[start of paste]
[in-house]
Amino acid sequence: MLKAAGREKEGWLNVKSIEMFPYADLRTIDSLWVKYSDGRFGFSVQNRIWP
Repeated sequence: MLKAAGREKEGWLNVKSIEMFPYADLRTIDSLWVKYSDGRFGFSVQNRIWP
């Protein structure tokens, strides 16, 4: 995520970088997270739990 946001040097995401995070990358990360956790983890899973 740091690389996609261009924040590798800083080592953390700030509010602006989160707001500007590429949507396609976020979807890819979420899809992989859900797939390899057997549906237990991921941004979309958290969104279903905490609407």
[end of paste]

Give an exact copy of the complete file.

[in-house]
Amino acid sequence: MLKAAGREKEGWLNVKSIEMFPYADLRTIDSLWVKYSDGRFGFSVQNRIWP
Repeated sequence: MLKAAGREKEGWLNVKSIEMFPYADLRTIDSLWVKYSDGRFGFSVQNRIWP
């Protein structure tokens, strides 16, 4: 995520970088997270739990 946001040097995401995070990358990360956790983890899973 740091690389996609261009924040590798800083080592953390700030509010602006989160707001500007590429949507396609976020979807890819979420899809992989859900797939390899057997549906237990991921941004979309958290969104279903905490609407």